First, although Class Members claim these errors regarding class counsel were raised below, a careful review of Class Members’ objections to certification in the proceedings below indicates they were not. After receiving notice of the class certification, no class members objected to the absence of class counsel. No class members objected to the failure of the district court to appoint class counsel at the time of certification after the class received notice of Edmundson's appointment some seven months later. No class members objected to the failure to appoint class counsel at the time of certification after receiving notice of the motion to enter final judgments against the class. Even when Class Members finally moved to decertify the case more than two years after the class was certified and almost two years after Edmundson was named class counsel, they failed to raise this objection.

Likewise, Class Members did not raise the district court's failure to apply the Rule 23(g) factors prior to or in their decertification motions. In fact, Rule 23(g) is only referenced twice in each decertification motion and both times in the context of a simple recitation of applicable law. See J.A. 2158 (“The adequacy of counsel is considered under Rule 23(a)(4) and Rule 23(g).”); J.A. 2225 (same).6

Appellants may not raise arguments on appeal that were not first presented below to the district court. See Devlin v. Scardelletti, 536 U.S. 1, 9, 122 S.Ct. 2005, 153 L.Ed.2d 27 (2002) (“[P]etitioner will only be allowed to appeal that aspect of the District Court's order that affects him—the District Court's decision to disregard his objections.”); 4 William B. Rubenstein, Newberg on Class Actions § 14:18 (5th ed.) (“Most circuits ․ generally hold[ ] that any issue not objected to below was ‘waived’ and hence not available on appeal. This rule applies to objectors as well as to the parties themselves ․”) (footnote omitted). As the Fifth Circuit explained “[f]ailure to raise a due process objection before a district court waives that objection on appeal. Litigants must allege constitutional violations with ‘factual detail and particularity.’ ” Newby v. Enron Corp., 394 F.3d 296, 309 (5th Cir. 2004) (quoting Jackson v. Widnall, 99 F.3d 710, 716 (5th Cir. 1996) (citation omitted)). Similarly, the First Circuit has held that “[a]ny argument the district court did not satisfy Rule 23(g) is waived because [appellant] raises this claim for the first time on appeal.” In re Pharm. Indus. Average Wholesale Price Litig., 588 F.3d 24, 41 (1st Cir. 2009). In the same way, we find that Class Members waived the arguments they now assert regarding the untimely appointment of class counsel and the failure of the court to consider the Rule 23(g) factors.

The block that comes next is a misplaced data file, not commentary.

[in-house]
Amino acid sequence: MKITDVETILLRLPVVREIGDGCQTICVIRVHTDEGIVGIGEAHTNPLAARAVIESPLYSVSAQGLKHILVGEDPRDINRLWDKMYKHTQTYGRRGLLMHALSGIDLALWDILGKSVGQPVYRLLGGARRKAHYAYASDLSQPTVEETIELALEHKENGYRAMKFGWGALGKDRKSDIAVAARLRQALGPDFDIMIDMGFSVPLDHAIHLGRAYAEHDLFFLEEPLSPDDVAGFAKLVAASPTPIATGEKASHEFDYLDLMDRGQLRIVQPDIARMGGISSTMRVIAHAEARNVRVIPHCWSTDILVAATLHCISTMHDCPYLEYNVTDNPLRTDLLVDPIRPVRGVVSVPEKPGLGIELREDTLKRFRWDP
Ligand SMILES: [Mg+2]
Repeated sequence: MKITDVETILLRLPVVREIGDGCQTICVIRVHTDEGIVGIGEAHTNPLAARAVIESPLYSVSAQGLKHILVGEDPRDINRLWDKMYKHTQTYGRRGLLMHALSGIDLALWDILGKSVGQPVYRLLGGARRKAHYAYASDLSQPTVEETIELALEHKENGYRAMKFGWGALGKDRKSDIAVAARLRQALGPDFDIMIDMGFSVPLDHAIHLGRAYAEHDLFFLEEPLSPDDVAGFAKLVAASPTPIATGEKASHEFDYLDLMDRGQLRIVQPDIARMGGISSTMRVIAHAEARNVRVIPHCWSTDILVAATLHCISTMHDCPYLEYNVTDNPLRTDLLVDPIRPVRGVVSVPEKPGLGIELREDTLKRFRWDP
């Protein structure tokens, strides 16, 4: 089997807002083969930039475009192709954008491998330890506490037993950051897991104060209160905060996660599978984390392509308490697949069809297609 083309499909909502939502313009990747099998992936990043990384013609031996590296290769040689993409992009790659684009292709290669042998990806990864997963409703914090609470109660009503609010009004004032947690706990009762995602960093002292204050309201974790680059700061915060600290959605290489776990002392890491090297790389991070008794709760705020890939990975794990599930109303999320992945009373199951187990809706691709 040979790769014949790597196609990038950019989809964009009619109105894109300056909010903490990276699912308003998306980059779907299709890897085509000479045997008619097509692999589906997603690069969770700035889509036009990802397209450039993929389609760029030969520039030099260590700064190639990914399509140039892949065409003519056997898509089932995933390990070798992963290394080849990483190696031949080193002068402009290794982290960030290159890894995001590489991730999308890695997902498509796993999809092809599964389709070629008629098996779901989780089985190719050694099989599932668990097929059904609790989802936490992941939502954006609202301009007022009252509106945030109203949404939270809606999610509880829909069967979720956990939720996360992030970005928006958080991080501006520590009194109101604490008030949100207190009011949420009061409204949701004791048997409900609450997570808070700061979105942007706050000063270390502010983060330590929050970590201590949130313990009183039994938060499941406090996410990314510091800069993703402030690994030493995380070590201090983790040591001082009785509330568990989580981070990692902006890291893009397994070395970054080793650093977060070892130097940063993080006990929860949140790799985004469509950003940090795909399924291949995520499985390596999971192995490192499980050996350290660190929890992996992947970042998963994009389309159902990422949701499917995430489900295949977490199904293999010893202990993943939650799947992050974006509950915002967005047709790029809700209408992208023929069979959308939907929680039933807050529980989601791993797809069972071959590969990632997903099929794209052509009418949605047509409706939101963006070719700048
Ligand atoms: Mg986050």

Second, due at least in part to the failure of any class member, including Class Members, to object to issues surrounding the appointment of class counsel until more than two years after the district court's order, this litigation has progressed to an extent that it would be difficult if not impossible to remedy the errors Class Members now raise. For example, over 2,500 class members have resolved the claims against them. These settlements have involved payment of funds by defendant class members and the distribution of funds to Net Losers. At this stage of the litigation in this case, the toothpaste cannot be put back into the tube. As one court observed:

This court is also convinced that rescinding [the] certification order at this stage of the litigation would cause undue harm to Plaintiffs. Defendants have had multiple opportunities ․ to raise the issues they now have advocated to this court. To seek decertification more than four years after [the] class certification order with arguments that either were presented, or could have presented ․ is unwarranted and inappropriate.

In re Sulfuric Acid Antitrust Litig., 847 F.Supp.2d 1079, 1083 (N.D. Ill. 2011) (declining to decertify a class in an eight-year-old-case two months before trial).7

Once again, we find that the district court erred in failing to comply with the requirements of Rule 23. However, because of the circumstances of this particular case which we describe above, we reject Class Members’ argument that the district court's errors regarding adequacy of class counsel warrant reversal. Our decision, however, should not be construed to diminish the importance of compliance with Rule 23 for all class actions and for defendant class actions in particular. The circumstances that compel us to affirm the district court here are exceedingly narrow if not unique.8


In conclusion, defendant class actions, which are among the rarest of proceedings sanctioned under the Federal Rules of Civil Procedure, present substantial due process and other risks to absent class members. To avoid these risks, at a minimum, compliance with Rule 23 is required. The district court here failed to comply with Rule 23 in certifying the class and in its subsequent untimely appointment of class counsel. While those errors would normally render the class certification deficient, because of the circumstances in this particular case, we affirm the judgments of the district court. The order of the district court is